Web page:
Every pastor feels tired almost every week, so I’m not talking about regulation tiredness but accumulated fatigue.
Pastors need to embrace a rhythm which includes nourishing downtime and exercise. These lifestyle habits are no longer an optional extra. They have become essential items in building sustainability and resilience into a pastors’ world.
Learning to place healthy boundaries around the use of technology will also equip a pastor for the long haul.
I recommend pastors turn their phone off for a minimum of 24 hours each week and unplug from the relentless demands of ministry.
5. Barriers to Involvement in Serving and Small Groups
When new people find it difficult to get into a small group or serve they tend to leave a church.
One pastor told me 93% of their new people leave within one year, unless they join a small group or start serving.
Churches must provide a clear pathway for members to join a small group.
People may come to your church for the location, style, preaching or worship, however they will stay because they have found community.
An annual volunteer recruitment drive can not only boost your serving numbers, it will connect people into the heart of your church.
People thrive when they are serving the Lord on teams and building the local church. The relationships formed on these teams are the glue which enables people to stick with your church.
I think there are occasions when He blows the lid off a church and exponentially grows it regardless of their strategies or programs.
There are times that in His mercy God limits the growth of an unhealthy church.
God places the right leaders in the right situation for the right amount of growth. Our responsibility is to maximize our calling in response to Christ.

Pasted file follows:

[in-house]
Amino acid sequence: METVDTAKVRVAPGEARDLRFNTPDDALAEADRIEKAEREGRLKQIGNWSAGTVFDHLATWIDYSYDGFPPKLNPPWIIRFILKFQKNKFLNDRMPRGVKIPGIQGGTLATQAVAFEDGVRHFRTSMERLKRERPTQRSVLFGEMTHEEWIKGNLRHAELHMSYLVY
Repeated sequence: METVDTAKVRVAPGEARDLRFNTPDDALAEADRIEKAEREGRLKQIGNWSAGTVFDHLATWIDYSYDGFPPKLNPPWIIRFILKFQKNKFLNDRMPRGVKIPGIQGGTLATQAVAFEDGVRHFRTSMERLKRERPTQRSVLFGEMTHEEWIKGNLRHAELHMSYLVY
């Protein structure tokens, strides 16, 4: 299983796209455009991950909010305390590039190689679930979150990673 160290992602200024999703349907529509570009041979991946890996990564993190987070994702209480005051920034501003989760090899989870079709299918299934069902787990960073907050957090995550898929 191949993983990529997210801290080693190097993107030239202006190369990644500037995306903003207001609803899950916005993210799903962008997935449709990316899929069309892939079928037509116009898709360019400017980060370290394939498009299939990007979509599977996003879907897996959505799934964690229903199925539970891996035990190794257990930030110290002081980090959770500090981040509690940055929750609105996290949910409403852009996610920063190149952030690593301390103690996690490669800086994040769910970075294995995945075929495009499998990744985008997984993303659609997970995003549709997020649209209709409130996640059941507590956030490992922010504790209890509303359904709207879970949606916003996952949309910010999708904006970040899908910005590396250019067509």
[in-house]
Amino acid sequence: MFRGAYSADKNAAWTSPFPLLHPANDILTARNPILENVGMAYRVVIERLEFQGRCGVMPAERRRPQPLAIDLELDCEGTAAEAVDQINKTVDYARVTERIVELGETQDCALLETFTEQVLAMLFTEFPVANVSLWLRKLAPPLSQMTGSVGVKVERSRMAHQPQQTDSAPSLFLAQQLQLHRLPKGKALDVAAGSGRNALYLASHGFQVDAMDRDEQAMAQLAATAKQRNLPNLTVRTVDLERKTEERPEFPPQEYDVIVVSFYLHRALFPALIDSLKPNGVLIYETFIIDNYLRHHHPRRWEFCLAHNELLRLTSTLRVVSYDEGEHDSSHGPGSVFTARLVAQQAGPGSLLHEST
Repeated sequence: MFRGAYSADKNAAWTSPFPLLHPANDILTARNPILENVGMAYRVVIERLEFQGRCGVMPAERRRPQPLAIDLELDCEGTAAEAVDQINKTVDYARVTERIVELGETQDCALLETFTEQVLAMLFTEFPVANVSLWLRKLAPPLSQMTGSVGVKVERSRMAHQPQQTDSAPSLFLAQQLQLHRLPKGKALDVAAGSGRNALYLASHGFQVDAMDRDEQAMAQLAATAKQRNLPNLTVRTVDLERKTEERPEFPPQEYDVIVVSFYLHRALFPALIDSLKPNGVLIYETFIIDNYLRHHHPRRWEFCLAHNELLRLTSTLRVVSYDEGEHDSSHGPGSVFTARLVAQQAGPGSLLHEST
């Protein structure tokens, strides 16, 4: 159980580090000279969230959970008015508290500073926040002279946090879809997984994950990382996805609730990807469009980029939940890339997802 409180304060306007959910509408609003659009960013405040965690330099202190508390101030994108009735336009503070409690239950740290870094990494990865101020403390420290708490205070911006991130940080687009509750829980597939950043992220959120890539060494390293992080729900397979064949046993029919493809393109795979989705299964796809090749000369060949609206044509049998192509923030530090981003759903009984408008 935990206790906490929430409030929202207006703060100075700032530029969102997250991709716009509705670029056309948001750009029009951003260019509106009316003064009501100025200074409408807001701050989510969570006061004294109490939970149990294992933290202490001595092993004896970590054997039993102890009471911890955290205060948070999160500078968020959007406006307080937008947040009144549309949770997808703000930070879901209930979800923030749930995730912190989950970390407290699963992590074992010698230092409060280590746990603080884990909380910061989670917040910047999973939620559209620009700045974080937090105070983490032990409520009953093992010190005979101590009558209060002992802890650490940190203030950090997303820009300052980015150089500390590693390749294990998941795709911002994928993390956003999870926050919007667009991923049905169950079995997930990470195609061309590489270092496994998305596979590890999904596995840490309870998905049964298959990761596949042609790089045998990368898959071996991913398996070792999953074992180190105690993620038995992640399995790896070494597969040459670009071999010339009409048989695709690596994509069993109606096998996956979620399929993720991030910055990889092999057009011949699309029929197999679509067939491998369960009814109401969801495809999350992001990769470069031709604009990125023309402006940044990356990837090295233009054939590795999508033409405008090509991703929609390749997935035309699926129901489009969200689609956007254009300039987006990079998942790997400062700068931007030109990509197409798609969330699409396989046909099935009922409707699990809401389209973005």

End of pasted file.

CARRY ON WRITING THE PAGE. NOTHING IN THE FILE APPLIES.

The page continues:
My Bottom Line
You could be in the right location with massive energy, connecting with your culture and have strong pathways and still not grow.
I truly believe that churches are designed to grow to their optimum size.
Your church has an optimum size.
Working with these next steps will help you determine what that is your optimum size
What Are Your Next Steps?
1. Answer These Questions
Who am I?
What’s my assignment in Christ?
Where do I live? What’s my context?
What are the opportunities or limitations connected with my location?
Do I have the energy to increase my capacity?
Answering these questions requires you to think sanely and honestly about yourself and the call Christ has given specifically to you.
These questions will push into uncomfortable places and cause you to reflect deeply on your church and its future.
When leaders take the time to reflect they uncover the cultural barriers to growth and prepare themselves for the vital and necessary.
2. Get Outside Perspective
I have people in my world who give me perspective. Real live, in the flesh, people like my good friend Rod Waters who help me see life from different angles.
I’ve also engaged mentors and coaches over the years who have stretched and developed me.
Ask some of your good, trustworthy friends for their perspective.
3. What’s One Thing You Can Shift Today?
What one action could you take today to remove any potential hindrances to you obtaining your optimum size?
You could work on attracting more visitors.
You could employ a part-time visitor’s director.
What about removing barriers to involvement in small groups?
Also, consider more accurately measuring the important elements of your church?
I wish I could post a foolproof actionable list in answering the question, what hinders church growth, and guarantee growth for your church. I think that is an impossible dream.
However, if you take the necessary steps you will position your church for health and growth.